Air traffic management stakeholders in the Middle East are planning to restructure the region's fragmented airspace to avoid capacity constraints that threaten air traffic growth.

The Civil Air Navigation Services Organisation (CANSO) reveals that a joint Middle East airspace study is to develop a co-ordinated approach to optimise the structure of the region's strained airspace and examine how it could be used more efficiently.

Air traffic growth in the Middle East has outpaced the "institutional ability" of infrastructure providers to increase their capacity at the same rate, says CANSO director general Graham Lake.

The review aims to turn this around so that airspace capacity increases faster than the demand for it. However, stakeholders will have to move "very quickly", according to Lake, before the constraints affect the region's development.

Emirates president Tim Clark last year blamed regional ATM issues - aside from slow airport expansion around the globe - as a primary stumbling block to faster growth. "If it hadn't been for those inhibitors we would have made much larger orders for expansion over the next 10 years," he said.

While each air navigation provider in the Middle East has a clear idea about capacity demand and supply within its own national confines and those of neighbouring countries, there is no such concept for the entire region. The objective of the joint study is to provide a "truly regional snapshot where each state, airport, airline is in terms of current activity and growth plans", explains Lake, "so we can identify where the pinch points are and address them collectively on a regional basis and develop quick solutions."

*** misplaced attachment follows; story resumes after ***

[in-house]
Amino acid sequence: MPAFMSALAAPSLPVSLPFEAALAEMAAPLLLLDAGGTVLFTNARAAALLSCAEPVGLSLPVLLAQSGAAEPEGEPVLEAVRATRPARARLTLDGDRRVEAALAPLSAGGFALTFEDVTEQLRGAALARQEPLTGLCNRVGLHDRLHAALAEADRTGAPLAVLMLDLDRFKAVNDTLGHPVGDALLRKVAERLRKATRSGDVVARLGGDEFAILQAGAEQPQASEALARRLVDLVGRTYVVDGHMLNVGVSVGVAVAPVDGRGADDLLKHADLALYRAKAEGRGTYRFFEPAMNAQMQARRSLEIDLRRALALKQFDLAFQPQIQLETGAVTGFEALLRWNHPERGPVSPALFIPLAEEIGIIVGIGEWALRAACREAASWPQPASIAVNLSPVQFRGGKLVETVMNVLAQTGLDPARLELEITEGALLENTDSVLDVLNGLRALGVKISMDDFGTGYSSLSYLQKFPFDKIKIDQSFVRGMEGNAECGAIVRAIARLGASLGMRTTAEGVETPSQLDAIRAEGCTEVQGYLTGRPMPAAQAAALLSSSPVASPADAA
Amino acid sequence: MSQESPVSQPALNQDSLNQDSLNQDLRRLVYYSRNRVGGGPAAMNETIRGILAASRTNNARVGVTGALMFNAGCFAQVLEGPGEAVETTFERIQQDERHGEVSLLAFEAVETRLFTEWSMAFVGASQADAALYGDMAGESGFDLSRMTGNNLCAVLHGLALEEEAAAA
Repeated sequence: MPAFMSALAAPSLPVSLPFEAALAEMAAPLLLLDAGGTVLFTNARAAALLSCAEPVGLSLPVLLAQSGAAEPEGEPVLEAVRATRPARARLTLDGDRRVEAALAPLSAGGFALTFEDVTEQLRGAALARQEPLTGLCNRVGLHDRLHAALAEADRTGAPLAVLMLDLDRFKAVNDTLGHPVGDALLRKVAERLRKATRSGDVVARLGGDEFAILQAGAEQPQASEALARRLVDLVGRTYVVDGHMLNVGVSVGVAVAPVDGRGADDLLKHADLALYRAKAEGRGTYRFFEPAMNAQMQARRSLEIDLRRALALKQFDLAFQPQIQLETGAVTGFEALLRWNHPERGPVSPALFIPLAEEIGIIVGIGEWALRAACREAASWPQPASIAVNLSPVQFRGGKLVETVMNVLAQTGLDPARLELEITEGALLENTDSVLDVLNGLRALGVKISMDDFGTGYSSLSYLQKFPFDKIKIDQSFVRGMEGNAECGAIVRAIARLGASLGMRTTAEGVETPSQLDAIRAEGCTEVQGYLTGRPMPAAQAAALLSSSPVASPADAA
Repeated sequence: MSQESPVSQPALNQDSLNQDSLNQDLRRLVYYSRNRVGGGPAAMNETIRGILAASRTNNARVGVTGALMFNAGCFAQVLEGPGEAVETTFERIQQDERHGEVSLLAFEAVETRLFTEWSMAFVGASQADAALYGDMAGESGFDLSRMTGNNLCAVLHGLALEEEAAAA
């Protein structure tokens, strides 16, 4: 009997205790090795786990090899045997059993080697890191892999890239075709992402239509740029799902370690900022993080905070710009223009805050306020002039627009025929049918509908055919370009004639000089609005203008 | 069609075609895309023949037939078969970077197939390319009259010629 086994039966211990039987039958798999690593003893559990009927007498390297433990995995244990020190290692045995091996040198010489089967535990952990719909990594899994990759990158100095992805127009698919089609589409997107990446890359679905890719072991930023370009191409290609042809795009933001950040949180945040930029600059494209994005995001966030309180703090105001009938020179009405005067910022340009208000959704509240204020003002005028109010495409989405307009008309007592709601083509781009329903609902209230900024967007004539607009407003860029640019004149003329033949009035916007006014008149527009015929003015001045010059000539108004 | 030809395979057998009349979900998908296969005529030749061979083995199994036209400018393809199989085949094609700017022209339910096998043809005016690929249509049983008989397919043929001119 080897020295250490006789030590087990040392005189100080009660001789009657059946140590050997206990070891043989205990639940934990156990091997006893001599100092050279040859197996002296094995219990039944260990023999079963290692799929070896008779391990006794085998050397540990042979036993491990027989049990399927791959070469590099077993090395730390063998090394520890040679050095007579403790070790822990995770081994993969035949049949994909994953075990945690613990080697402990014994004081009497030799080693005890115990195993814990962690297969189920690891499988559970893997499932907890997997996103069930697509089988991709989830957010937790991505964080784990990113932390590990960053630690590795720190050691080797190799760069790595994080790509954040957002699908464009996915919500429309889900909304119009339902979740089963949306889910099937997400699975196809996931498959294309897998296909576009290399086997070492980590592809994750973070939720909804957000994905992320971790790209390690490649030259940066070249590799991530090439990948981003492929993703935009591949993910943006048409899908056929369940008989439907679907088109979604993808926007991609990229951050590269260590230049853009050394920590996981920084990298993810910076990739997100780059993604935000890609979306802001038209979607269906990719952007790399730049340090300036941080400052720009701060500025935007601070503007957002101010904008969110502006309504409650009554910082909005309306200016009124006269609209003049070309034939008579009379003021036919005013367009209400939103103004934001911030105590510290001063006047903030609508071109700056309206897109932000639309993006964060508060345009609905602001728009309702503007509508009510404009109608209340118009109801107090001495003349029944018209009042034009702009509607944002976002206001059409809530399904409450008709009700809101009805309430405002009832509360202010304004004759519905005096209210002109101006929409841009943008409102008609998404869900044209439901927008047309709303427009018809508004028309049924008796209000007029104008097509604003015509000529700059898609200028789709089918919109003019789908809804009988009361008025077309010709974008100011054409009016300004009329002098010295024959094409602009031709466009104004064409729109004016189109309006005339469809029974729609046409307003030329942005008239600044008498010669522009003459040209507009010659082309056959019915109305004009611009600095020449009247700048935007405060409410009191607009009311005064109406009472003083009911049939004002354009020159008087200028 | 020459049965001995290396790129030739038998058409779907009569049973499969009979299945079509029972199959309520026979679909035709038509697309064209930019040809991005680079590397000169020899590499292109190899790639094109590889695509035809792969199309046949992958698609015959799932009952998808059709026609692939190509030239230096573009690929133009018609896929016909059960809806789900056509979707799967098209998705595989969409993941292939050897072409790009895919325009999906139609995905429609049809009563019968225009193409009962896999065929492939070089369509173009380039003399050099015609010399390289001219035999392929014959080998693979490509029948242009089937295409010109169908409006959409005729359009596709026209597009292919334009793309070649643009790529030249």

This strategy has been endorsed by stakeholders in Bahrain, Egypt, Iran, Jordan, Oman, Saudi Arabia, Syria and the United Arab Emirates.

While acknowledging political challenges around countries such as Iran and Syria, Lake points out that these states are interacting with the international aviation community on an operational basis every day. He is optimistic about progress given the "level of professionalism, passion for progress and open-mindedness shown on all sides across the region".

Harmonising aircraft separation standards is a main objective. Saudi Arabia, for example, is surrounded by eight flight information regions with different separation minima. As aircraft cruise at constant speeds - and those heading in a similar direction tend to fly at the same altitude for fuel efficiency - the separation variations lead to issues in Saudi Arabia's traffic flows, especially during periods of high volume.

Other improvements could include re-alignment of airspace in certain locations and optimising the divisions between civil and military airspace, as well as simplifying equipment procurement, says Lake.

The joint Middle East airspace study is meant as a "living document", which is to be continuously updated to form the basis for further regional improvements in the region. Initial results will be presented at CANSO's next Middle East conference in Cairo in January 2012.

Source: Flight International